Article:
Now that Mike Pompeo is knee-deep into the negotiations with Kim Jong-un and North Korea a decidedly different tone is being struck at the White House. Previous efforts at denuclearization of the Korean peninsula always seemed to involve discussions ranging from the harshest possible international sanctions to fire and fury like the world has never seen. Underlying all of it was, at least for some in the diplomatic and intelligence communities, the idea that Kim had to go. And why wouldn’t it, right? The guy is a madman. That’s probably the most commonly used term associated with his name for the past decade.
Not so much now. The President is tweeting out some very generous things about Kim’s offer to invite folks over to watch him blow up his nuclear testing facilities. When Pompeo was making the rounds of the Sunday shows he was talking about some very positive outcomes for the people of North Korea if we get the deal we want. And removing Kim from power wouldn’t be a consideration. (Boston Globe)
The United States is assuring North Korean leader Kim Jong Un his ouster is not part of the agenda for the summit next month between Kim and President Trump, Secretary of State Mike Pompeo said Sunday. ‘‘We will have to provide security assurances, to be sure,’’ Pompeo said on ‘‘Fox News Sunday.’’
The promise not to invade or otherwise seek Kim’s overthrow would be incentive for him to give up his nuclear weapons.
‘‘This has been a tradeoff that has been pending for 25 years,’’ Pompeo said, referring to the long history of failed negotiations with Pyongyang as well as the North Korean narrative that the United States is a mortal threat.
And what’s in it for Kim and his people if he completely dismantles all of his nuclear capabilities, including his warheads and missiles? Plenty.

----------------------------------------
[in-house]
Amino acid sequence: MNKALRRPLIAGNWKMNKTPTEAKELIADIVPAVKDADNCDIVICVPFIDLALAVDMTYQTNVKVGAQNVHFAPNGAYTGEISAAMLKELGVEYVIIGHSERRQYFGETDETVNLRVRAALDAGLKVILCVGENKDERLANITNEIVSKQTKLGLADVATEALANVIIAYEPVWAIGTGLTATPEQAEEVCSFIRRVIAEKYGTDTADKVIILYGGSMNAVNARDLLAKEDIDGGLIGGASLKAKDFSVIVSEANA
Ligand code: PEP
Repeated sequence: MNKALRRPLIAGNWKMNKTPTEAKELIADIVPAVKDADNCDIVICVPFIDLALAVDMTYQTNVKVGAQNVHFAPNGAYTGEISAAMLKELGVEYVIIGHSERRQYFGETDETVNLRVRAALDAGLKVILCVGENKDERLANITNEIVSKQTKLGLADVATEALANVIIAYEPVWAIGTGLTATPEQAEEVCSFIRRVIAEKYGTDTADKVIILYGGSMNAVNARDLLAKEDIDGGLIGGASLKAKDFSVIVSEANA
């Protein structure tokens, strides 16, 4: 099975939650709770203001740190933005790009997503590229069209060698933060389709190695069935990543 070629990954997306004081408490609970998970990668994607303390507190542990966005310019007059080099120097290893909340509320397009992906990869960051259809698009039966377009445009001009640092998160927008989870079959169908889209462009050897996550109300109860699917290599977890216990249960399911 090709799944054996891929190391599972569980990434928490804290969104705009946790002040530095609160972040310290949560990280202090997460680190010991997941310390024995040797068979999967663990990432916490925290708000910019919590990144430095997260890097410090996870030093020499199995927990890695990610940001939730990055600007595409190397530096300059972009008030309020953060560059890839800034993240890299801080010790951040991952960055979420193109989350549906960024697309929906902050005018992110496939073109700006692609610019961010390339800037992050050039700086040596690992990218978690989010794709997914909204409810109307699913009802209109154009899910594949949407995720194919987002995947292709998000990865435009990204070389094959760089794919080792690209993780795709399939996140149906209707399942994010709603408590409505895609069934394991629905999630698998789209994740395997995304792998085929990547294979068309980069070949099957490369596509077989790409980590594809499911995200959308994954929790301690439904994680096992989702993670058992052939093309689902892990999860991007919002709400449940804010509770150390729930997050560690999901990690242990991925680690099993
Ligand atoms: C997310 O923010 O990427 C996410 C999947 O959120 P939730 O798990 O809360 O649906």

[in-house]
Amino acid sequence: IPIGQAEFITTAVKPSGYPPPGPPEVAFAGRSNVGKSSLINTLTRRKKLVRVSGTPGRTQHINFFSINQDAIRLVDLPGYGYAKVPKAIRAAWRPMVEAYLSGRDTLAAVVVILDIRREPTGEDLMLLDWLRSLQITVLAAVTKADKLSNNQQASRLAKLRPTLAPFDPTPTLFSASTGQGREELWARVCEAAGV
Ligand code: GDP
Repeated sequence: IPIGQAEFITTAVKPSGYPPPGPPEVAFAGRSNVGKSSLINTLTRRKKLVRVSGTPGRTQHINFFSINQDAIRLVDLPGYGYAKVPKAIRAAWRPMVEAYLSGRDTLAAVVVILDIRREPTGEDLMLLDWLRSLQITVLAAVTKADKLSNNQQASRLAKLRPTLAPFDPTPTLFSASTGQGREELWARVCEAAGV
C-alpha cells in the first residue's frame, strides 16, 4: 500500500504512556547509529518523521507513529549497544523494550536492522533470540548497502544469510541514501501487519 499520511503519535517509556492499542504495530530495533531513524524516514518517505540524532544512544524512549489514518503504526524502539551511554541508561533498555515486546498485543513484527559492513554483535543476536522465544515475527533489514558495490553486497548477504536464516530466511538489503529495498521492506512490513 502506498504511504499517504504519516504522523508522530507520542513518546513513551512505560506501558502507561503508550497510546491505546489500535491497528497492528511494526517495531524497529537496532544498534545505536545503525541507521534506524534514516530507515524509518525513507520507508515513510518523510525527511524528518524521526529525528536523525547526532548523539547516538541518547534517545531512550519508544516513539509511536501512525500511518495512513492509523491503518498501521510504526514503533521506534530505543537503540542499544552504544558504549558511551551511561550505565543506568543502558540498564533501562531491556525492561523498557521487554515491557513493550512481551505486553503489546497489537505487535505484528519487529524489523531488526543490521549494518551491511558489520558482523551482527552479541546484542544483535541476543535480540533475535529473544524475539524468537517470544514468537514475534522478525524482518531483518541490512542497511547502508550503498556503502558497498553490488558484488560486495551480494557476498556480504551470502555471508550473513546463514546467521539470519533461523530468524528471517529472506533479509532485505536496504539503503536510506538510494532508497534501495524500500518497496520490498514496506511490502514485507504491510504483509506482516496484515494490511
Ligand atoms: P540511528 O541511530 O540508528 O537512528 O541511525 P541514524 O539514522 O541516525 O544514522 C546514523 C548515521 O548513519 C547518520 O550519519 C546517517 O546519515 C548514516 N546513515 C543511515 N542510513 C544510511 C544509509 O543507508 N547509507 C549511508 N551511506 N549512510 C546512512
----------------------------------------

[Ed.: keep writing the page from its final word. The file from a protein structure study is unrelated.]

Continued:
Pompeo also said that if the summit leads to successful negotiations, the outcome will spur private investment in North Korea. He said it will include helping North Korea build its energy grid and develop agriculture so it can grow enough food for its people.
‘‘Those are the kinds of things that, if we get what it is the president has demanded – the complete, verifiable, irreversible denuclearization of North Korea — that the American people will offer in spades,’’ he said.
When Pompeo was heading the CIA he described “separating” Kim from North Korea as the most sensible move to ensure stability. And President Trump also has John Bolton as his National Security Advisor. That’s the same guy who only last year suggested that Korean reunification “under the control of South Korea” was the only profitable path to a secure future on the peninsula.
But now we’re talking about offering guarantees that nobody will unseat Kim. Granted, given the way the situation has been so volatile and shifting, it would likely be impossible to get a thing out of Kim Jong-un unless he had those assurances. From a strictly practical perspective I can see that. But this is still the same old Kim we’re talking about. He’s thrown us under the bus repeatedly. His promises in the past haven’t been worth the paper they’re printed on.
And yet, for all the unease I feel over these negotiations I don’t have a better solution to offer. Maybe this is simply what we’ll have to do. If Kim throws open the doors and invites the media and the IAEA into his country, destroys his nuclear weapons and ICBMs, guts his reactors and demolishes his testing facility, I guess he gets to keep his country. It seems jarring to pretend that we’re just going to forget his family’s entire history and start building them a 21st century nation in terms of technology and agriculture, but is that just the cost of peace?
Color me dubious. Kim has already walked down the nuclear trail all the way to the end so he knows his way now. If we set him up as a global trading partner with a modern electrical grid and robust farming and food distribution networks, his people will hail him as a hero yet again. And then, well fed and ready to fight, he could start the nuclear program up again – from scratch if need be – and get to the finish line far faster next time.
I’m not saying we abandon the talks and give up on the idea of peace, but I’m not popping any champagne corks just yet.